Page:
27 Underwater groups : SCHOOLS
29 __-size : PLUS
32 HomePod Mini voice : SIRI
34 Diagonally cut pasta : PENNE
36 Vine fruit that can be dried and used as a container : CALABASH
38 Smoothie King Center NBAer : PELICAN
39 California state fruit : AVOCADO
40 Duel personalities : SECONDS
41 Some sleep on it : LUNESTA
43 Mall features : CINEMAS
44 “Ta-da!” : ET VOILA!
47 Watched a boxer, say : PET-SAT
49 Matched, as movie sound and action : SYNCED
51 Star __: five-spice ingredient : ANISE
53 Juice amounts? : WATTS
57 Word before “A Lady” or “A Woman,” in two old Top 10 songs : SHE’S …
60 Bench for a flock : PEW
61 Spanish pronoun : ESO

27 thoughts on “LA Times Crossword 15 Jan 22, Saturday”

  1. Difficult for me, as Saturdays should be, I guess. Never heard of calabash as a gourd (but I did think of Jimmy Durante). Really had to reach deep to finally get pet as a snit. I sometimes get hung up on things I shouldn’t, like banh mi spread. I immediately think it’s a foreign term or something far more exotic that just mayo.
    But it snowed here in the Twin Cities last night and so I’ll finally get to try out my new snowshoes, something I’ve never done before.

  2. Not bad for a Saturday puzzle. I used my handy dictionary to find out
    what an oud was and looked up the Smoothie King Center NBAer online.
    Quite a few good guesses did the rest.

  3. No errors but took way too long.
    Is TADA french? ETVOILA took me a while until I put a French spin on it.

    The phrase WHATS SO SAD seemed odd.

    Then the SEAT for Exchange Membership.

    And the duel personalities with SECONDS.

  4. LAT: A little over an hour with no errors. Major struggle at first but kept at it until I got a foothold. A fair but very hard puzzle. Didn’t particularly like the Lunesta answer–a bit too remote for me.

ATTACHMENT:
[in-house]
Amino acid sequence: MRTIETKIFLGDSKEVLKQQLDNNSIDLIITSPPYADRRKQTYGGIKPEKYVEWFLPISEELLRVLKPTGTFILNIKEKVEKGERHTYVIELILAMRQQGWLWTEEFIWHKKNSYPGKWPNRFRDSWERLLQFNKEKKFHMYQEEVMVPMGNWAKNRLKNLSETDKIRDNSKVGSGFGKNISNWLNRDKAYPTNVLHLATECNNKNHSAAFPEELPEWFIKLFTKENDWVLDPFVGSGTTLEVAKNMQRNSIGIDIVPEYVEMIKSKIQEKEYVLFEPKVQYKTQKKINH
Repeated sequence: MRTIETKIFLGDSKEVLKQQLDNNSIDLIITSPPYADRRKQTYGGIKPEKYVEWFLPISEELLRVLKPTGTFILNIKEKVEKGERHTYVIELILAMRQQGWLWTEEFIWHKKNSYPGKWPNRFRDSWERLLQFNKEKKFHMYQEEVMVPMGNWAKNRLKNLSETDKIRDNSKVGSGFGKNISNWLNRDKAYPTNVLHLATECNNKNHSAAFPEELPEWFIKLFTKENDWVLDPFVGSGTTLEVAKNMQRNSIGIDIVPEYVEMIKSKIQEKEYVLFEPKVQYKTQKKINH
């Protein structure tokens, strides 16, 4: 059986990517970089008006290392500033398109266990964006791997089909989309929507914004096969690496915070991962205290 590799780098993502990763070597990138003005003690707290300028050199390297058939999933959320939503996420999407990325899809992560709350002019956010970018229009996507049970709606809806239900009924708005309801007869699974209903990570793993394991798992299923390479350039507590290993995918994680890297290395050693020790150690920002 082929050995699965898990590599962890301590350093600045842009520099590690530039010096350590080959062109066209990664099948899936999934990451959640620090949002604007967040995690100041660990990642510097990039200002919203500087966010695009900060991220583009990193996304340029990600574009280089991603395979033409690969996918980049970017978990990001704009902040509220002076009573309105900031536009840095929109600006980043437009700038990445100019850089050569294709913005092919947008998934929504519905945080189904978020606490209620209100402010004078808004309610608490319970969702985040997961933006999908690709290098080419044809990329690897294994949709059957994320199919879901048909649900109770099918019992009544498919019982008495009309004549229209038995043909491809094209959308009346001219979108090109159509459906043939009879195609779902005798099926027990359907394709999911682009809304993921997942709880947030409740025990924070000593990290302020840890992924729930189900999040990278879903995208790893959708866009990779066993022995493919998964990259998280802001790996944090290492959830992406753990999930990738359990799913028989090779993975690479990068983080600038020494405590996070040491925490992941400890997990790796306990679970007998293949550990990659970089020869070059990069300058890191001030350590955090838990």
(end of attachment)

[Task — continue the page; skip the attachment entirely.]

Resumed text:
5. For what, at first glance, appeared to be large swaths of blank spaces I actually got this grid filled in without too much angst. There was definitely some moderately tricky cluing, (I’m looking at you 48 Across clue of “snits”), but overall things came together much more smoothly than I first anticipated.

  6. Never knew lunestra was a drug.I guess you need sleeping problems to know that.Fun say puzzle I think Bill is slipping way to long on this one!

  7. 20:58 1 lookup, because I just couldn’t think of REMAX, even though the balloon logo came to mind.

    That lookup finally unstuck my logjam in the NE corner because
    I like my Banh mi with PATE, not MAYO, SCULL slipped in ahead of YACHT.

  8. 18:26 and 5 errors, stemming from PLUS (Size), which I saw as PINT, and from there the comedy ensued, exacerbated no doubt by the nonsensiscal SNITS fill. Not happy with C.C. today.

    1. 19:42 with no errors or lookups. Revisions were: SCULL>YACHT, SOSUEME>YESITIS, PINT>PLUS, MAYI>CANI, GARAGESALE>ESTATESALE. NE corner resolved by guessing REMAX and then trying an intersection or two.

      “May I” is probably better than “Can I”, grammatically speaking. I associate ESTATE sales with deaths as opposed to moves, but I guess someone who is downsizing could also have an estate sale, and so the inclusion of “perhaps” in the clue makes it okay. I also never heard of PET as a SNIT (semantically related); while legit, it must be some kind of obsolete or archaic usage.

  9. So an Oud is an odd looking Lute? 😂

    Thought I wasn’t going to be able to finish
    but I changed Pint-size to Plus-size and
    everything came together. No look ups,
    No errors…

  10. It was the easiest Saturday puzzle until I got to 49a. Couldn’t see what pets/snits had in common until I thought of ‘pet peeve’.

  11. 33:58 no errors…I always thought that to be in a snit can be to be in a PET
    For some reason the puzzles you guys fly through I have trouble and the ones I finish faster (for me) you guys say are hard.WEIRD
    STAY SAFE😀

  12. 30:05 – 6 cheats, didn’t know CALABASH, SALK among others.

    Got SCHOOLS, NOSE, CINEMAS, PETSAT, SPECS, ETC, etc. Thought they were fun.

    Wish, as others, someone would explain SNITS for pets. I got it with the crosses, but I still don’t get it. Guess it doesn’t matter if you get the crosses …

    Be Well.

  13. Enjoyed figuring out “duel personalities”…finally noticed the spelling…don’t know who I’d bring as my second if I had to fight one though.

  14. The dictionary actually explains the snit/pet thing. They’re synonyms. The operative definition according to Webster is “a fit of peevishness, sulkiness, or anger —usually used in the phrase in a pet” (entry #4).

  15. Tough Saturday for me; got all the bottom half and parts of the NW and a little of the NE in 34:07. Took 5 “check-grids” to get to the finish.

    Had scull before YACHT and actually had BUSIES, but took it out, before having to put it back.